The woman said she had recently crossed into the United States but was returned under the Migrant Protection Protocols, better known as the “Remain in Mexico” program. She said she didn’t think she could wait in Tijuana until her court date in November, but wasn’t sure if she was going to try to cross illegally back into the U.S. or move somewhere else in Mexico, after she gets better.

“I won’t be going back to Guatemala,” she said emphatically, but declined to say why. “I cannot go back there.”


The Remain in Mexico policy requires migrants to wait for their immigration hearings in Mexico rather than the United States.

Gutierrez , who works as a liaison between the newly elected governor and the migrant shelters, said the government has not seen such a severe outbreak of chicken pox in other shelters, but they are monitoring each one carefully.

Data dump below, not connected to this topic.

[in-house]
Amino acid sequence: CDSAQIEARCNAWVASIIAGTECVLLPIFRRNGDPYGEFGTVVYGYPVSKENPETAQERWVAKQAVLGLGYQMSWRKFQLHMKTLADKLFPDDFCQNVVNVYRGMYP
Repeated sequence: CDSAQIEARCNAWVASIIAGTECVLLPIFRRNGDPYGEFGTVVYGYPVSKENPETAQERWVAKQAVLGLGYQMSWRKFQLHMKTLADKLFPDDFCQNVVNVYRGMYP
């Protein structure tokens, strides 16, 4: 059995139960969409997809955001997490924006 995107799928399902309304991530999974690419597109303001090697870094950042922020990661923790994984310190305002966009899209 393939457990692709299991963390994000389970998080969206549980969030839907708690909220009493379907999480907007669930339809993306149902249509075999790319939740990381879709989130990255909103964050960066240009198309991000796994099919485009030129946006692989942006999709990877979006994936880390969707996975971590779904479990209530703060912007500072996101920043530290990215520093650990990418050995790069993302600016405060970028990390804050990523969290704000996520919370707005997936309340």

Jasmine Martinez, 34, and daughter Fernanda Martinez, 6, from Honduras enjoy their first day out of isolation on Thursday.
Jasmine Martinez, 34, and daughter Fernanda Martinez, 6, from Honduras enjoy their first day out of isolation on Thursday. The two have been in isolation for chicken pox at the Agape shelter in Tijuana.
(Nelvin C. Cepeda/The San Diego Union-Tribune)

Shelters in Baja California are privately run, which makes it difficult to get an exact count of how many migrants are sick. The state representative said there was not a count of cases of chicken pox, tuberculosis or other illnesses across the state, but health institutions are regularly checking each shelter.

Sergio Tamai, who runs the Hotel Migrante in Mexicali and leads a coalition of shelters across the state, confirmed health authorities are visiting the shelters weekly.